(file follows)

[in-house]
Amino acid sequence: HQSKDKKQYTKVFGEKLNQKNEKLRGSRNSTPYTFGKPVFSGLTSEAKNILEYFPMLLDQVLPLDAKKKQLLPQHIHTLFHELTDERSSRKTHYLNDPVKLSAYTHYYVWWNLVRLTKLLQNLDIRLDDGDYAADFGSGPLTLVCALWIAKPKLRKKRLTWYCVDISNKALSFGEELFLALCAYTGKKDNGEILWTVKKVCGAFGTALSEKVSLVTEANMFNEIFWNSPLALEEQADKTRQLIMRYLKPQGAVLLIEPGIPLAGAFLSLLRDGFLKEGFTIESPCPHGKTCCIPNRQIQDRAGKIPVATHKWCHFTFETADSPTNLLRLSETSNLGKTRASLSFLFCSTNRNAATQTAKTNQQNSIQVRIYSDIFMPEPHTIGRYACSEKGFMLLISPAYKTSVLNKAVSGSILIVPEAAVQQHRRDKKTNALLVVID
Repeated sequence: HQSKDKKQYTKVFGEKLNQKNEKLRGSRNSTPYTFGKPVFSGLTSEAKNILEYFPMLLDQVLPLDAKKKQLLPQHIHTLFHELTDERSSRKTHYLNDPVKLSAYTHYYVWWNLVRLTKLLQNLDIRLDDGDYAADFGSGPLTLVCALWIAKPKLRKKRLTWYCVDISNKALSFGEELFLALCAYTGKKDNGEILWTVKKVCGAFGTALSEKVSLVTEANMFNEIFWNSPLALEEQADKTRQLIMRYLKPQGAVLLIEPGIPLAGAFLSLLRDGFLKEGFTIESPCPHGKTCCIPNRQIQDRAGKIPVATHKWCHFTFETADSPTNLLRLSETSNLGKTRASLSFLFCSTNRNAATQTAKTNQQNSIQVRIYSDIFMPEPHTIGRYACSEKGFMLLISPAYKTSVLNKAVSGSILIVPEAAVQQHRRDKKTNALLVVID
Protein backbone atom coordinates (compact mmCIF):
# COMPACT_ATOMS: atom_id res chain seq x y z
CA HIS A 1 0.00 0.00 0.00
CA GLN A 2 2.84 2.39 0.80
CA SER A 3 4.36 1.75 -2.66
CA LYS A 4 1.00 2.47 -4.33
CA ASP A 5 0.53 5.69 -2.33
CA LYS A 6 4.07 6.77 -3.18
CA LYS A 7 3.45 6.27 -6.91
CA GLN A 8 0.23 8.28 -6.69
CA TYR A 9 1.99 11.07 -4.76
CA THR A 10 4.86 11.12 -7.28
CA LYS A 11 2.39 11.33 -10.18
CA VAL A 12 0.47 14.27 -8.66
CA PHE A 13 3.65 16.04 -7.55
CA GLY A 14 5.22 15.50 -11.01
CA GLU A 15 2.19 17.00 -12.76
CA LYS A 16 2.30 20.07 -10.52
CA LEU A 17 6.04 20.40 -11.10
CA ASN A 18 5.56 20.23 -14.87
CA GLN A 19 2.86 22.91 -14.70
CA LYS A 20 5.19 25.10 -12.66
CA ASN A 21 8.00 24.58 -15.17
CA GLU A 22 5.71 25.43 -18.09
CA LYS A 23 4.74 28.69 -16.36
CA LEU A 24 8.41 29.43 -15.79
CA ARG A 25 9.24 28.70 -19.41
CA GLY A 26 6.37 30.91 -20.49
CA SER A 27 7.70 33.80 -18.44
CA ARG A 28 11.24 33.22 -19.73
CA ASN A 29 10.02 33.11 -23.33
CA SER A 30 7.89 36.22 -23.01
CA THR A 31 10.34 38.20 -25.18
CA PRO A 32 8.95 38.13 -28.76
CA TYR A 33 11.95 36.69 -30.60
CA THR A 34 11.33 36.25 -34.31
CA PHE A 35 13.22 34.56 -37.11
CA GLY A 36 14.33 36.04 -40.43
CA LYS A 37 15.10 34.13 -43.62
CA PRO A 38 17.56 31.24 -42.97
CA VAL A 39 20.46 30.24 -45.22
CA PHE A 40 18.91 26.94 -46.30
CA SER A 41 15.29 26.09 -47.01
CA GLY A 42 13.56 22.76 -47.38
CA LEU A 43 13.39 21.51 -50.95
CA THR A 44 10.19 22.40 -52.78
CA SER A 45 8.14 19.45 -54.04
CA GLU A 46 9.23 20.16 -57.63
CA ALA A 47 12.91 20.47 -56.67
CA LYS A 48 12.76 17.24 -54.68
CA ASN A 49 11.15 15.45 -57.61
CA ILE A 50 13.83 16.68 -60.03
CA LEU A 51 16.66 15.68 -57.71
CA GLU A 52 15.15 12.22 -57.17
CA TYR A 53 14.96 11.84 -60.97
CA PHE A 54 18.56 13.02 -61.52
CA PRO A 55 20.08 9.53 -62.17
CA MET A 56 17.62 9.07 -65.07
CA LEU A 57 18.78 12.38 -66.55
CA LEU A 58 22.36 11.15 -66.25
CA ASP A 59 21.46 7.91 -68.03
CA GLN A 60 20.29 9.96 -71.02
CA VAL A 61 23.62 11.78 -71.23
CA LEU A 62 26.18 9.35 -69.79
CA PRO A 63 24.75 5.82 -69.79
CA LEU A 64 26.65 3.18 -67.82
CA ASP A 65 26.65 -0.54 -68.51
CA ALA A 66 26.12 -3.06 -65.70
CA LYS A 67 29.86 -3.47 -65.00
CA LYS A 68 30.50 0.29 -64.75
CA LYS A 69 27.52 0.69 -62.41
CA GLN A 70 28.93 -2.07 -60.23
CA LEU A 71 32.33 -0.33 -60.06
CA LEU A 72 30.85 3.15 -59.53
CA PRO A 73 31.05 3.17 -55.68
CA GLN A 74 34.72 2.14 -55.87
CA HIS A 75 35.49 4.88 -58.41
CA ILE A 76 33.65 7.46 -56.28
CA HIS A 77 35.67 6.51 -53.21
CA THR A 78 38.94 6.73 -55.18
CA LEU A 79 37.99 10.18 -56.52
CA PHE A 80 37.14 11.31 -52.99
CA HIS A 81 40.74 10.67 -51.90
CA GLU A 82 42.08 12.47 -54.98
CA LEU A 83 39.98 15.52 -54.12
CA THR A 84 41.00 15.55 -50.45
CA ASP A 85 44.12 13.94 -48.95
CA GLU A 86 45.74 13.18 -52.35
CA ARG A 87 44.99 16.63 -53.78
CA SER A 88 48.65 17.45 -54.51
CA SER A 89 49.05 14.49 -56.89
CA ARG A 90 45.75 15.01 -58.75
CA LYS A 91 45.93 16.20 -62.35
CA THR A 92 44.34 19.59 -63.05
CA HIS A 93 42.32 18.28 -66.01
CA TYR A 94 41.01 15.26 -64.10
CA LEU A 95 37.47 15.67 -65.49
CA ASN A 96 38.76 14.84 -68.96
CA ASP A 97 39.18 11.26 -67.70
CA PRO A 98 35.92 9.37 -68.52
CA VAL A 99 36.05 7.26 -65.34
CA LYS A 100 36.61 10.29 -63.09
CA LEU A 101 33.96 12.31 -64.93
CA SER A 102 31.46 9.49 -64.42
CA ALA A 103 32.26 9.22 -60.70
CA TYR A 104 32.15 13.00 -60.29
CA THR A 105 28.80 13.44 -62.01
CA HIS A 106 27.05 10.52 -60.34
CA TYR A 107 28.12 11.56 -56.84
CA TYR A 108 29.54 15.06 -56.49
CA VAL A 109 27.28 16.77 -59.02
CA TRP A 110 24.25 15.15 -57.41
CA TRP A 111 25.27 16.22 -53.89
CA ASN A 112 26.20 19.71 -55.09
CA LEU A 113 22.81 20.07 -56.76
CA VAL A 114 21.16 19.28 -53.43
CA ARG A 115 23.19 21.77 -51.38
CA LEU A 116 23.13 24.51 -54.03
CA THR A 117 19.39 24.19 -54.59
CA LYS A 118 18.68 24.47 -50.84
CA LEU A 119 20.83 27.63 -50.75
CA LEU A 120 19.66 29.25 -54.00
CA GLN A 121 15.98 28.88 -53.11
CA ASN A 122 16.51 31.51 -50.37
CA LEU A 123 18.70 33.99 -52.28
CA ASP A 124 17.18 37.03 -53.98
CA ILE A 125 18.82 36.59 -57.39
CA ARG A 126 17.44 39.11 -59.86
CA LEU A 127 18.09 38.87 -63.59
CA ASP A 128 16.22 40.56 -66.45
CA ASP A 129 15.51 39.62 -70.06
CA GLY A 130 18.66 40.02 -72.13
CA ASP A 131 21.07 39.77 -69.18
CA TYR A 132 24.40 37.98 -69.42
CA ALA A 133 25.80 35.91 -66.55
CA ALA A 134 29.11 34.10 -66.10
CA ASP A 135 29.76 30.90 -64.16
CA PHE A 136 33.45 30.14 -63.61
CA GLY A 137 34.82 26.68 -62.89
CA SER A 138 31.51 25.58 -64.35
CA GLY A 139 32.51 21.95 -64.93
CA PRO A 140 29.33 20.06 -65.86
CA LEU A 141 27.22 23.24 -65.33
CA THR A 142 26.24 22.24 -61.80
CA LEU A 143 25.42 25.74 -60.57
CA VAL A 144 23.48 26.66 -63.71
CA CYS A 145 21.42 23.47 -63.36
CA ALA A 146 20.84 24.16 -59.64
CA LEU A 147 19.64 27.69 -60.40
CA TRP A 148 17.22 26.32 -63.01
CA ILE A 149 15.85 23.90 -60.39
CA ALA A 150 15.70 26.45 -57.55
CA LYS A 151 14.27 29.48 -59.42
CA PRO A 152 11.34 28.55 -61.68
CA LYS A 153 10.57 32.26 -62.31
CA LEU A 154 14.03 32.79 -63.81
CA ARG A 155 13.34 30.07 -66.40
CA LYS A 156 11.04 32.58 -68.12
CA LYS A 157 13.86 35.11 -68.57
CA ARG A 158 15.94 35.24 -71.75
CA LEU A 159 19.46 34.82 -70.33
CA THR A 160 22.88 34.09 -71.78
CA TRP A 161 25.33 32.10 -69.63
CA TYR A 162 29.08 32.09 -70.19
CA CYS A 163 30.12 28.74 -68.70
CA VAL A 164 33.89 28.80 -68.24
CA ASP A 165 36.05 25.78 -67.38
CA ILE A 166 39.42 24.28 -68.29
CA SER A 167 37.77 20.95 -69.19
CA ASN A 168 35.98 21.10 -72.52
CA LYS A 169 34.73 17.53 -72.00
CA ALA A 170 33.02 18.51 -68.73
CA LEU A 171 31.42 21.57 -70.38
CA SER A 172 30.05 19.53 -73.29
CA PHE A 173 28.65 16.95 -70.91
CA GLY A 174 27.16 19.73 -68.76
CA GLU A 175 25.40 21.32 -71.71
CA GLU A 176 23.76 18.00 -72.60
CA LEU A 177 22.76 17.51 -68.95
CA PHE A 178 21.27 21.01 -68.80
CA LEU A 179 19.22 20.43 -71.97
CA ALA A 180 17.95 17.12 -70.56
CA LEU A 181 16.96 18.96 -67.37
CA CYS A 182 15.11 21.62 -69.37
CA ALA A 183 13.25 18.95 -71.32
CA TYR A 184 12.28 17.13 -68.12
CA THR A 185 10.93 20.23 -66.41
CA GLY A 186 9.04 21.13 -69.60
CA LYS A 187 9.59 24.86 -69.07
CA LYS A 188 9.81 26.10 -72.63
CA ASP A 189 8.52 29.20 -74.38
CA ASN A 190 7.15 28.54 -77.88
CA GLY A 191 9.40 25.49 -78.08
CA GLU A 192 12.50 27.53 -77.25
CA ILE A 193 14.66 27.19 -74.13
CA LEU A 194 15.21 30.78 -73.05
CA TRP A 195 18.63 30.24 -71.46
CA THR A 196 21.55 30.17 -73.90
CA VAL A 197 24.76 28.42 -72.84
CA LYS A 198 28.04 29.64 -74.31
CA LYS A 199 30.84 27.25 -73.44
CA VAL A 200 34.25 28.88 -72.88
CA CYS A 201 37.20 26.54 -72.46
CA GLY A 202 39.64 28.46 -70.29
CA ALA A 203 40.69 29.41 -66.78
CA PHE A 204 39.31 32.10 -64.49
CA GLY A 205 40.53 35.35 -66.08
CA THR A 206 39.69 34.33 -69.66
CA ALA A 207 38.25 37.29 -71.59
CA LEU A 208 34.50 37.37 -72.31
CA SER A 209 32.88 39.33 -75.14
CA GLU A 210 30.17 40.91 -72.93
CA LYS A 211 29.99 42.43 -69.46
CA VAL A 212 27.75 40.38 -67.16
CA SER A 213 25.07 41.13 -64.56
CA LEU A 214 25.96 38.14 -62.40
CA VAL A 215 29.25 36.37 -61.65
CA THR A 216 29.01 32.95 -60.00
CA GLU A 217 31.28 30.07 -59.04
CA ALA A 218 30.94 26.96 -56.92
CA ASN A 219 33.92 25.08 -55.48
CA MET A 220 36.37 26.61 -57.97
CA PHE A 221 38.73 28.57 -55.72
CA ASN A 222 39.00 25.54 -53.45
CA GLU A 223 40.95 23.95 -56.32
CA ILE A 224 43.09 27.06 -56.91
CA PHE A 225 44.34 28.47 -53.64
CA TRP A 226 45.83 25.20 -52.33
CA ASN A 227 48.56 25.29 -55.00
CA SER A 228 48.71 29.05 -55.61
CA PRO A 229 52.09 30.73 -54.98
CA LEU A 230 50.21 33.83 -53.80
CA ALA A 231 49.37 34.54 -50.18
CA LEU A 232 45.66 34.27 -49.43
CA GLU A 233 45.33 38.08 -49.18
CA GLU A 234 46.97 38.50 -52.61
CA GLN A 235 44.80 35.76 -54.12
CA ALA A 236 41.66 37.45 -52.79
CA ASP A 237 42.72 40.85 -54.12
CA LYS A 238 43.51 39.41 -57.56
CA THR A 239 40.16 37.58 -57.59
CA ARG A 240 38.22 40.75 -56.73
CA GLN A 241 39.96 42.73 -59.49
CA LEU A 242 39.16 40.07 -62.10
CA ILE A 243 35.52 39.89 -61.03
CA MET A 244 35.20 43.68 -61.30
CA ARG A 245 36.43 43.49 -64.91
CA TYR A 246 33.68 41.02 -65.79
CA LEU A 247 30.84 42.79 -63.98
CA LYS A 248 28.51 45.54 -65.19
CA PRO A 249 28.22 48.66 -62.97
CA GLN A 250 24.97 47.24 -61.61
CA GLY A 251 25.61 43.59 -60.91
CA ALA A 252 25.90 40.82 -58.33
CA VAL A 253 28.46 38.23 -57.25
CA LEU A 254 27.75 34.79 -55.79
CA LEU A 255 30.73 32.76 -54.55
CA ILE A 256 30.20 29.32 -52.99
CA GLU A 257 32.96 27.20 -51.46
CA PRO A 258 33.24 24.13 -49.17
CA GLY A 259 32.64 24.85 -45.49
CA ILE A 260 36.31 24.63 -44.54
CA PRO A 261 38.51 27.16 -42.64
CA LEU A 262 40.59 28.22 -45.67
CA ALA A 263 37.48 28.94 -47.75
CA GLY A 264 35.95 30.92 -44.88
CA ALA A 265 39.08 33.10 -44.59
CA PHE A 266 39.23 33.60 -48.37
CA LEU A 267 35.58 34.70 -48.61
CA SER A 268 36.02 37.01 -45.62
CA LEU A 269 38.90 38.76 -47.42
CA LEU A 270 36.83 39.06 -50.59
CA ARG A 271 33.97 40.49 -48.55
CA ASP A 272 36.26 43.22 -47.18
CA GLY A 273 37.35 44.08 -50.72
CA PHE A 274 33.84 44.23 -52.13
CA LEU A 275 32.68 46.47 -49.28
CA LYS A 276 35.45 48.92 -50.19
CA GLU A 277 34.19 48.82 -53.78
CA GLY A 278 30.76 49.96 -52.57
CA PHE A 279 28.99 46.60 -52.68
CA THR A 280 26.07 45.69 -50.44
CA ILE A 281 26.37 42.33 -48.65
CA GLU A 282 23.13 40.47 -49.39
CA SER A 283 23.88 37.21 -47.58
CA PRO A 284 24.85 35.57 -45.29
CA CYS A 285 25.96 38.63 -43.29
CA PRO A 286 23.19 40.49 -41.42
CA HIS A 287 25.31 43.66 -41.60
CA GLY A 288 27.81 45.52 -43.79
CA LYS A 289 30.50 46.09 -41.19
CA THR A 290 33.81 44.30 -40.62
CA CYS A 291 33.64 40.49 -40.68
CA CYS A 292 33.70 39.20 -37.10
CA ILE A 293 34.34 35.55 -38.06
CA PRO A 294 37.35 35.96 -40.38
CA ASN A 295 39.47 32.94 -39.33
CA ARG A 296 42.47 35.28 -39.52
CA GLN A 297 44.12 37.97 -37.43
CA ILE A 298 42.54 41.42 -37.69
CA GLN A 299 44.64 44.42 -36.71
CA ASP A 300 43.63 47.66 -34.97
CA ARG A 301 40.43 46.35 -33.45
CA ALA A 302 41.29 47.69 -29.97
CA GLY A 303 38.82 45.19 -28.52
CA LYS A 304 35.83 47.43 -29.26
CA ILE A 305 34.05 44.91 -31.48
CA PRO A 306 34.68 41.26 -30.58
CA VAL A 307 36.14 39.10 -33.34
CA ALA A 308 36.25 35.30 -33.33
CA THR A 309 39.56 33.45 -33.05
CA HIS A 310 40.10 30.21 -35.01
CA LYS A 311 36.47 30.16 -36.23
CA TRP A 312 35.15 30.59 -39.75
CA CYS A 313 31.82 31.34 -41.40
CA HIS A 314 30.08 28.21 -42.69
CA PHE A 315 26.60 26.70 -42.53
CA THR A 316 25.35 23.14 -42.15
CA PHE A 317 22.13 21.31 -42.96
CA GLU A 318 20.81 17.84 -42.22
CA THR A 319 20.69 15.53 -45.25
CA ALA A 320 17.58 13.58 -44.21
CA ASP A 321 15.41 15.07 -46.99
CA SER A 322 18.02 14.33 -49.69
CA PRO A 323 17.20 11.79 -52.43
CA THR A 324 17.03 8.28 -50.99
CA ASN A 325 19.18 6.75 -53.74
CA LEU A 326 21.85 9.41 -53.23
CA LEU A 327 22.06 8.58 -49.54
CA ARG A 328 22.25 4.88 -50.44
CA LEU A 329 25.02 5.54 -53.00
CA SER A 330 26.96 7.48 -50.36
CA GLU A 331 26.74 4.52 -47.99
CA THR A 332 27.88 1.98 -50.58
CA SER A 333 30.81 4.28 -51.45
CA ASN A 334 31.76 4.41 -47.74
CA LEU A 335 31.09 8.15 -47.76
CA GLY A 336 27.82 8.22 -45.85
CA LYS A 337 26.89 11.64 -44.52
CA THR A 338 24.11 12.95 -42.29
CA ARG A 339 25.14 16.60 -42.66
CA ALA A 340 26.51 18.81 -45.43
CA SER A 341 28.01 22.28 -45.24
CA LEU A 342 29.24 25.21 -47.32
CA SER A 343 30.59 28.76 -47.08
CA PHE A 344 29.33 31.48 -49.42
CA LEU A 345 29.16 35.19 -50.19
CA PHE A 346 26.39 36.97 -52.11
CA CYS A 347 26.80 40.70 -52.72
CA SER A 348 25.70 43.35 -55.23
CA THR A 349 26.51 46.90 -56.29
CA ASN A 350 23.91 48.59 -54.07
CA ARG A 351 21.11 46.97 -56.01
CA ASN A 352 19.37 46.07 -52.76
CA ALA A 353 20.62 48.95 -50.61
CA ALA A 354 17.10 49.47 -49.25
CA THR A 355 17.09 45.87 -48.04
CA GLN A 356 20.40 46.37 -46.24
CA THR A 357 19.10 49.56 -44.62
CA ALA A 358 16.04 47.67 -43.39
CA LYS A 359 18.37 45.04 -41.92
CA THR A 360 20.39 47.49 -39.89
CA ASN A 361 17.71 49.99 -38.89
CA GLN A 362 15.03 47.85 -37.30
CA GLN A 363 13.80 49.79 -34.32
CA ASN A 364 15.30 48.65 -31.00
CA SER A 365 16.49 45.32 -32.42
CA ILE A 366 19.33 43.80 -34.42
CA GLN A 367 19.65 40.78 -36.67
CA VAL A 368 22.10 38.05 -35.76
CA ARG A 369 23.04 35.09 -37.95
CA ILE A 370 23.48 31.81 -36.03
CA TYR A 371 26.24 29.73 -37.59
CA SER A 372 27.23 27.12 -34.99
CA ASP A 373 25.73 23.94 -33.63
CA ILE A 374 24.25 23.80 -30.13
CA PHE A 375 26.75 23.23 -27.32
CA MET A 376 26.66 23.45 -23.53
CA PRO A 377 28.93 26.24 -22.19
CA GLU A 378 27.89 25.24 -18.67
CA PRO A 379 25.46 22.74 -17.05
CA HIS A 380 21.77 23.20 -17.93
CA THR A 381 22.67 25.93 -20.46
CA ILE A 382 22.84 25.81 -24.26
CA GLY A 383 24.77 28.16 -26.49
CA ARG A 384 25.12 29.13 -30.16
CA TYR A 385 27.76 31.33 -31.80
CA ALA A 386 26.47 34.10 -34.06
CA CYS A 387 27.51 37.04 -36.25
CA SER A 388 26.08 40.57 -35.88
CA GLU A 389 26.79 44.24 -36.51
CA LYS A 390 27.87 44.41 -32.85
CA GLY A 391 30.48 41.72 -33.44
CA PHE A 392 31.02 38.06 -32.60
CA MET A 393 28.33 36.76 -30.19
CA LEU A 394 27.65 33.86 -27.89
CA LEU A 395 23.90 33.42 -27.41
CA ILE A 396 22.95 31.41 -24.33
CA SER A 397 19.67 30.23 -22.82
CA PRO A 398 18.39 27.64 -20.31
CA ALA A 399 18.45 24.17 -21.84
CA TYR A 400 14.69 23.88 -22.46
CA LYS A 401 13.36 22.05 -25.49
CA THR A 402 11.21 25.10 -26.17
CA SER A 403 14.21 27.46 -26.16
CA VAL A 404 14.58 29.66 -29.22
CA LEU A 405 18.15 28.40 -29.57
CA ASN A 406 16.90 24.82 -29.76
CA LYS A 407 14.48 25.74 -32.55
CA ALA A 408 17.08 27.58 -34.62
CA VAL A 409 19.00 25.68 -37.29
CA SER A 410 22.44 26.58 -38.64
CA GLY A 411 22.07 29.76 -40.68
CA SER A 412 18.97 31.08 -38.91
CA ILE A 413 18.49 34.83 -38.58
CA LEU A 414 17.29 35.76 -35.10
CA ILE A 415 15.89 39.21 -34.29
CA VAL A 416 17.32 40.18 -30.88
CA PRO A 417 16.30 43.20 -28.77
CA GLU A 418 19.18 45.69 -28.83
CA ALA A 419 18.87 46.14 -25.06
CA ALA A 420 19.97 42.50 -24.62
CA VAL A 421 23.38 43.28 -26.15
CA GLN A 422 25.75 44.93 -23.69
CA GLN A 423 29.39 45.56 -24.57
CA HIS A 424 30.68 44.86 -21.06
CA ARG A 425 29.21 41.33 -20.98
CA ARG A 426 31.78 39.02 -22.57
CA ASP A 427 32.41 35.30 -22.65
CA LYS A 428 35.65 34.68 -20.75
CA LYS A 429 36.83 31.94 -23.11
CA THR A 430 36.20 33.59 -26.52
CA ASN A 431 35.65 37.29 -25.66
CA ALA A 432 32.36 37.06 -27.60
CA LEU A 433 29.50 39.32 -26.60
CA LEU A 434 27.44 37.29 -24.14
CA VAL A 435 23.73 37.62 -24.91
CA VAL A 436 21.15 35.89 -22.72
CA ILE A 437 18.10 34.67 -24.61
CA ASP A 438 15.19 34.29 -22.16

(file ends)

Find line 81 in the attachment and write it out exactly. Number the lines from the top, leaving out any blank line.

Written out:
CA ILE A 76 33.65 7.46 -56.28